Victims of sexual harassment often experience emotional and physical symptoms for years to come.
Unhappy woman's form double exposed with paint splatter effect

wundervisuals / Getty Images

 
 
By Nicole Spector
 

Sexual harassment in the workplace is nothing new, but the issue is seeing a tidal wave of recognition and attention as celebrities, co-workers and others step up to accuse Hollywood heavy weights like Harvey WeinsteinKevin Spacey and Louis C.K. of sexual misconduct. Through their stories, we’ve learned that sexual harassment can wreak havoc on its victims, and can cause not only mental health issues, but physical effects as well.

Dr. Colleen Cullen, a licensed clinical psychologist, notes that for victims of sexual harassment, the most common diagnoses are depression, anxiety, and even post-traumatic stress disorder (PTSD).

“An experience [with sexual harassment] can either trigger symptoms of depression and anxiety that are new to the person; or it can exacerbate a previous condition that may have been controlled or resolved. Patients may also see a worsening of symptoms,” says Dr. Cullen. “Some research has found that sexual harassment early in one’s career in particular can [cause] long-term depressive symptoms.”

Someone going through or dealing with the aftermath of sexual harassment may also exhibit symptoms of PTSD, especially if the harassment leads to violence and/or assault.

“Among women who experience a sexual assault, 90 percent who experience sexual violence in the immediate aftermath exhibit symptoms of acute stress,” says Dr. Helen Wilson, a licensed clinical psychologist with expertise on the effects of trauma. “For many people, these symptoms dissipate over time through social support and coping strategies, and many people totally recover and move on; others will be so distressed that it really interferes with their work and life. It takes a certain number of symptoms to diagnose, but that’s when it can become PTSD.”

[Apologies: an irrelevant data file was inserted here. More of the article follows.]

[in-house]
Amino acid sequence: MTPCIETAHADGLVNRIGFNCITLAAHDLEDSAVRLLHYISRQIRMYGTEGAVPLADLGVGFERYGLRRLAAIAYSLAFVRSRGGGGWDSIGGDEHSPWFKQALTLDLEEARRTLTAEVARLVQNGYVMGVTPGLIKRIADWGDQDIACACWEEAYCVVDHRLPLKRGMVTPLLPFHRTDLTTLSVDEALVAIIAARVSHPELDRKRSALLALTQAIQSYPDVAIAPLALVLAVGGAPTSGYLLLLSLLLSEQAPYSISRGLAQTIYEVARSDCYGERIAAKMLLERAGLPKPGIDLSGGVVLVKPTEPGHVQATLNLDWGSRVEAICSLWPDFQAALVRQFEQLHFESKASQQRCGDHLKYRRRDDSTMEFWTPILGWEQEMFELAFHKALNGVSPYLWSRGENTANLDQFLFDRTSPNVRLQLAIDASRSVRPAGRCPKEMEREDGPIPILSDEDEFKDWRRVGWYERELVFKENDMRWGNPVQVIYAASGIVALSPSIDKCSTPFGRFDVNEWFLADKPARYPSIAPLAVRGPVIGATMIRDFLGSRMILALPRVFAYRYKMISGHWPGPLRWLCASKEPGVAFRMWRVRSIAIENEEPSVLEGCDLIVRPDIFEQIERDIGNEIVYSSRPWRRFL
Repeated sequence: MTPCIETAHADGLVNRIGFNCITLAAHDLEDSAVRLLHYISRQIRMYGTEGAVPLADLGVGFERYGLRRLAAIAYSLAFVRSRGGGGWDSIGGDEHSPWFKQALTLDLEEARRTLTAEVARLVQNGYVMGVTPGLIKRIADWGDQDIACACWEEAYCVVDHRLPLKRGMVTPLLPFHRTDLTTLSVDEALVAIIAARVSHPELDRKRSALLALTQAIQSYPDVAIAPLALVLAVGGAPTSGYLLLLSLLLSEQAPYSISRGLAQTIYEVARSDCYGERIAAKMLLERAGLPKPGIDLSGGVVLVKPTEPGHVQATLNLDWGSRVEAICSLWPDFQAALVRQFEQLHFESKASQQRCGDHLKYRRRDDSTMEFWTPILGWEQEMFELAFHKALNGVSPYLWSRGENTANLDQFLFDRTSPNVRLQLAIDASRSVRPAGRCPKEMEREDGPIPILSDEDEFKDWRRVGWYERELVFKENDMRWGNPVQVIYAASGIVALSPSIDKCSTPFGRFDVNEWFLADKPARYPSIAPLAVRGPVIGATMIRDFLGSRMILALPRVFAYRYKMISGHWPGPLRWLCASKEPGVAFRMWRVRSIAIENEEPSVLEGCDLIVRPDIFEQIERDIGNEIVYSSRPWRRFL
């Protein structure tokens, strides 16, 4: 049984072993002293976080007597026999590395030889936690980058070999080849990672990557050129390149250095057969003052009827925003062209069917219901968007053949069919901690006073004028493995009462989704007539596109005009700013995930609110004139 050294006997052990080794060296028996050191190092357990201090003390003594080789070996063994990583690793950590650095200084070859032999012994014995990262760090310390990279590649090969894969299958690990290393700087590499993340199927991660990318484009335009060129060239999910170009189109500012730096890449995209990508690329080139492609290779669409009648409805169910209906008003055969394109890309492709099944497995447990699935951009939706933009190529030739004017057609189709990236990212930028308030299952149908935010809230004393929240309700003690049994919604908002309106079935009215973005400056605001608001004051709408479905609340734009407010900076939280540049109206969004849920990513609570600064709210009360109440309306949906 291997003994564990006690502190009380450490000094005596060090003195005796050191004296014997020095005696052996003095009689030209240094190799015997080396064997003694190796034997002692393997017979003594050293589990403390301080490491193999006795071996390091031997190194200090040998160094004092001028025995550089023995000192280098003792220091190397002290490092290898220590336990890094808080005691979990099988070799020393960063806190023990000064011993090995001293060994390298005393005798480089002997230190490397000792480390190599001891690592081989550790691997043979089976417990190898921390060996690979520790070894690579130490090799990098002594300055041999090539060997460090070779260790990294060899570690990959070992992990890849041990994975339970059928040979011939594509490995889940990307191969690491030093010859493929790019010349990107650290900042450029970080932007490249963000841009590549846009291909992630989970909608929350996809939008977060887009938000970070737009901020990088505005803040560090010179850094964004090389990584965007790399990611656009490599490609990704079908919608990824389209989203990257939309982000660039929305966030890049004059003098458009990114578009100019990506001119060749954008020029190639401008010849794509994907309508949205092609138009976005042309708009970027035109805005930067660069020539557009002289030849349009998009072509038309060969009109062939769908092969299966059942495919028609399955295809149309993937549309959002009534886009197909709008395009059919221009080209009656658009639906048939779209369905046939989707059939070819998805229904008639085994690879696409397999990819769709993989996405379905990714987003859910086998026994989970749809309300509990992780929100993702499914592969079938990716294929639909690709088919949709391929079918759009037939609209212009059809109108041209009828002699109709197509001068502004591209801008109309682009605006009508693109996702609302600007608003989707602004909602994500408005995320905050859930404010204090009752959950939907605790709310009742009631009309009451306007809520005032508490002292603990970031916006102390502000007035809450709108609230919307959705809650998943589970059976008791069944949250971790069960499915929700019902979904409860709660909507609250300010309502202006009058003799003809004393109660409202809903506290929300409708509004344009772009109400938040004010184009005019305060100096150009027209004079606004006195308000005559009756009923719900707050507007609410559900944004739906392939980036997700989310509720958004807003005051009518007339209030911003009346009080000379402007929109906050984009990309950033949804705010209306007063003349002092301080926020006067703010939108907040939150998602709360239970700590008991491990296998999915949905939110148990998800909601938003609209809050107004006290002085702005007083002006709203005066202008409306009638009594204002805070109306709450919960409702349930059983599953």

It’s Not All In Your Head; The Body Reacts, Too

Now, there are some who may counter, “Well, I can see how sexual assault can lead to such disturbances, but how can harassment be so harmful? Sounds a bit dramatic!” This thinking is deeply problematic not only because it dismisses medical science and undermines the stories of survivors, but also because it feeds the crippling doubt that so many victims face. These doubts can foster denial, which can lead to its own set of complications, particularly around physical health.

“Sometimes sexual harassment registers as a trauma, and it’s difficult for the [patient] to deal with it, so what literally happens is the body starts to become overwhelmed,” says Dr. Nekeshia Hammond, a licensed psychologist. “We call it somatizing: the mental health becomes so overwhelming one can’t process it to the point of saying ‘I have been traumatized’ or ‘I am depressed.’ Essentially, it’s a kind of denial that when experienced for a long state can turn into physical symptoms.”

These physical symptoms can run the gamut, manifesting as muscle aches, headaches, or even chronic physical health problems such as high blood pressure and problems with blood sugar.